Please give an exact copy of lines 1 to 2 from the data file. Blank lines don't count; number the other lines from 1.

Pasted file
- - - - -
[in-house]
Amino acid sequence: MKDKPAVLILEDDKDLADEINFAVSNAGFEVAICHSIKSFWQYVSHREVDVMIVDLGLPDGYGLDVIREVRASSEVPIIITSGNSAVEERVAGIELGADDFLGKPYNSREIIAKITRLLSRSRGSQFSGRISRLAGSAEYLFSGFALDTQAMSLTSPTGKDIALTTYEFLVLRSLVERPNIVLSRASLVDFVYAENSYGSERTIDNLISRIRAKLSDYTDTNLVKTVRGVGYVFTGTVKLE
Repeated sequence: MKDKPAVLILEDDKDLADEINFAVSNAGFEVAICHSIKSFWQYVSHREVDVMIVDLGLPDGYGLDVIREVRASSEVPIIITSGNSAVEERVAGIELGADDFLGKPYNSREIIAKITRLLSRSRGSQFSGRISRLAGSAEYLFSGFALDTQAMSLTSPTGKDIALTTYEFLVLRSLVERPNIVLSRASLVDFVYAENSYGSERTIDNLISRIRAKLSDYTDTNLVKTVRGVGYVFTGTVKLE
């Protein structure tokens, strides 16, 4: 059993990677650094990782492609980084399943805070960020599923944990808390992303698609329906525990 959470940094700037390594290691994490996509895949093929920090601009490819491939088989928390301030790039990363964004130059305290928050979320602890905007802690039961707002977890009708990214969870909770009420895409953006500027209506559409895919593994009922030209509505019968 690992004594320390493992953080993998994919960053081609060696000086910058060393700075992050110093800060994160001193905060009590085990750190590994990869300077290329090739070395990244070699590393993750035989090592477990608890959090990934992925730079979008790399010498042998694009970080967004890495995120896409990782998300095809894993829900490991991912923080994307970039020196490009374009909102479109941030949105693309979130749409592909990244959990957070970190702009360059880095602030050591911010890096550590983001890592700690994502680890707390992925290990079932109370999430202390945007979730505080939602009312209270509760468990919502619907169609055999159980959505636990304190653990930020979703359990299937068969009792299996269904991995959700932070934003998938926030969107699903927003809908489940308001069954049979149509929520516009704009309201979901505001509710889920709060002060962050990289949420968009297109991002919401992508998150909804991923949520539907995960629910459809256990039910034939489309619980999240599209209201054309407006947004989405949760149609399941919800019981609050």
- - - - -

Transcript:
[in-house]
Amino acid sequence: MKDKPAVLILEDDKDLADEINFAVSNAGFEVAICHSIKSFWQYVSHREVDVMIVDLGLPDGYGLDVIREVRASSEVPIIITSGNSAVEERVAGIELGADDFLGKPYNSREIIAKITRLLSRSRGSQFSGRISRLAGSAEYLFSGFALDTQAMSLTSPTGKDIALTTYEFLVLRSLVERPNIVLSRASLVDFVYAENSYGSERTIDNLISRIRAKLSDYTDTNLVKTVRGVGYVFTGTVKLE